2. The second theme is around the development of a world class offer of knowledge exchange support services. This will be a range of interventions, looking at how we can better engage both the business and civic community with their local universities – unleashing the talent and opportunity that exists within them.
  3. The third objective is the most ambitious and interesting. It’s the kick-starting of the development of a world-class ecosystem to deliver knowledge-based, inclusive, and sustainable economic growth, improved productivity and higher quality jobs and wealth creation beyond this initial phase of the BIG programme – an ecosystem for innovation, entrepreneurialism and creativity with an increased exchange and flow of ideas, information, knowledge, people and resources across South London as a whole.

Why would you encourage businesses to engage with their local university?

The vast majority of businesses that have collaborated with universities will testify as to how rewarding and enriching the interaction is. It’s not just about collaborating with the academic research community, it’s also about having access to first class resources and equipment, access to emerging, new ideas and talent and developing long term relationships that actually see the business and the university collaborate over a much longer term period of time, across a wide variety of initiatives and interactions.

I think that sometimes businesses are nervous or apprehensive about engaging with universities, there’s sometimes a misplaced belief that they are somehow lofty, unreachable, impermeable ivory towers, whereas actually, the converse is true. Most, if not all universities are absolutely committed to working in partnership with their local communities, including the local business community, and have been doing to great effect for many, many years. They do this not just as a way of improving the quality of their research but also as a means of enriching the experience of their students by bringing the challenges and opportunities that are facing the business community into the classroom and by applying what it learned in the classroom into real-life situations via joint projects, internships and placements. These mutually beneficial interactions enrich the student experience so much and ensure that when they are fully prepared and ready to move into the world of work – or indeed start up their own business with the help and support of their University.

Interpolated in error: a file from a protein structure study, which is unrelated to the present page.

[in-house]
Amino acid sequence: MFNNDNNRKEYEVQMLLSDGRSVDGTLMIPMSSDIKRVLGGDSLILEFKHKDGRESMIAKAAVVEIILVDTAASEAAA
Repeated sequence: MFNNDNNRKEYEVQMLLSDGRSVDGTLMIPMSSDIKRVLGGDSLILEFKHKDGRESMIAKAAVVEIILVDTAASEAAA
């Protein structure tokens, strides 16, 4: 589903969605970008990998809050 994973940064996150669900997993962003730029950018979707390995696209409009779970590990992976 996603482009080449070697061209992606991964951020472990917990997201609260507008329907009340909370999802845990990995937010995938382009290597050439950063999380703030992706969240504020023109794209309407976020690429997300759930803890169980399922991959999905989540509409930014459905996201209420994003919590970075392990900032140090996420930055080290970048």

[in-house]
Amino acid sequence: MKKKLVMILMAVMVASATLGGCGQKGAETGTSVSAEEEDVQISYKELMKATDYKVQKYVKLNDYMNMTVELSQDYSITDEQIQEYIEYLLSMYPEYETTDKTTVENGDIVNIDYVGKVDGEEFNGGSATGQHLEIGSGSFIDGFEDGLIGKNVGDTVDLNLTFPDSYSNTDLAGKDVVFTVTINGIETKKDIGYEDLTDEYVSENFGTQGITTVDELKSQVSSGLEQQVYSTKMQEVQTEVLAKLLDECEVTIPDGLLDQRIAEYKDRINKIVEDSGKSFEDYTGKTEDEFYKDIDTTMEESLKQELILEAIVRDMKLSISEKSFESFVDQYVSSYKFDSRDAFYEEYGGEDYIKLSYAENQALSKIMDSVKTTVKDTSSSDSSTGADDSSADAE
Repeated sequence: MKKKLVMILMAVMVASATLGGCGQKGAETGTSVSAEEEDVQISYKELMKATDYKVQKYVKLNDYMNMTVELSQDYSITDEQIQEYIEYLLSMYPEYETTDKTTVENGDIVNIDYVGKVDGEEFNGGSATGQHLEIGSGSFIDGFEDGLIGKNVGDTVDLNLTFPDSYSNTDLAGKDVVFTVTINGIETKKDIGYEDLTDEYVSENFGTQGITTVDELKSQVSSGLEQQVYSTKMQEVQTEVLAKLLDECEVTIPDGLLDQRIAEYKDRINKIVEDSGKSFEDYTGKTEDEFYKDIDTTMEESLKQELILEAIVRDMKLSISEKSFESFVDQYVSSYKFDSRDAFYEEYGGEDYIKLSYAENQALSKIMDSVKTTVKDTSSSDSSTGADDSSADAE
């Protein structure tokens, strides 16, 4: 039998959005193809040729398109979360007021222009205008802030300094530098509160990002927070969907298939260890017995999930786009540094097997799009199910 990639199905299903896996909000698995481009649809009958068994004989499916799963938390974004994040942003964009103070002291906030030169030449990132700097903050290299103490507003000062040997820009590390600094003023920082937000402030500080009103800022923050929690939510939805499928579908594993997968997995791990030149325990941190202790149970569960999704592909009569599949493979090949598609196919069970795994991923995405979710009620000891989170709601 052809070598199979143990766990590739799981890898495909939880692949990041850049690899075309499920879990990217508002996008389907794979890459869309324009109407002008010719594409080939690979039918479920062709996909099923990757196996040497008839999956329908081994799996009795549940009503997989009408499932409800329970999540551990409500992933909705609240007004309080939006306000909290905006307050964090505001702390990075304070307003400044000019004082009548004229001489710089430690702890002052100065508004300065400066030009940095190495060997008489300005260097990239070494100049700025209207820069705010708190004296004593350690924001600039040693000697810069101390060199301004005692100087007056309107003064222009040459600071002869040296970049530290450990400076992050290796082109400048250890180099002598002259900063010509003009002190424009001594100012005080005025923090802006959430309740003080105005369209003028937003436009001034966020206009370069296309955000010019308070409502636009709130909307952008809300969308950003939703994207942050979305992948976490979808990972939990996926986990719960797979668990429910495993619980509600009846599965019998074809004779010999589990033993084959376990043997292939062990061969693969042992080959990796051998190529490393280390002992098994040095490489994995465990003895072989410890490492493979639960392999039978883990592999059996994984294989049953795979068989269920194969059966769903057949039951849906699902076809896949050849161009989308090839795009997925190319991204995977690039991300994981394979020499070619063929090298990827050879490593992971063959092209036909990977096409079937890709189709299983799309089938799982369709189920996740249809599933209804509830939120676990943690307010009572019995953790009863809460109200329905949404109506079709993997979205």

What attracted you to the role? 

For the last seven years, I’ve been working on the development of a new university footprint in Shrewsbury – a collaboration between the University of Chester and Shropshire Council. I think seeing the potential and richness of that collaboration between the university and local government really made the opportunity to work in South London across five London borough councils and six on patch universities tremendously exciting and unique – especially given the richness and diversity of both the Boroughs and Universities involved.  It’s an economy worth almost £40bn GVA in economic value and offers a tremendous opportunity to deliver collaboration at transformational scale, collaborations that can have lasting impact not just for the businesses that come to work with and alongside our leading Universities but also for the long-term benefit for the future of South London as a fantastic place to live, work, study and invest in.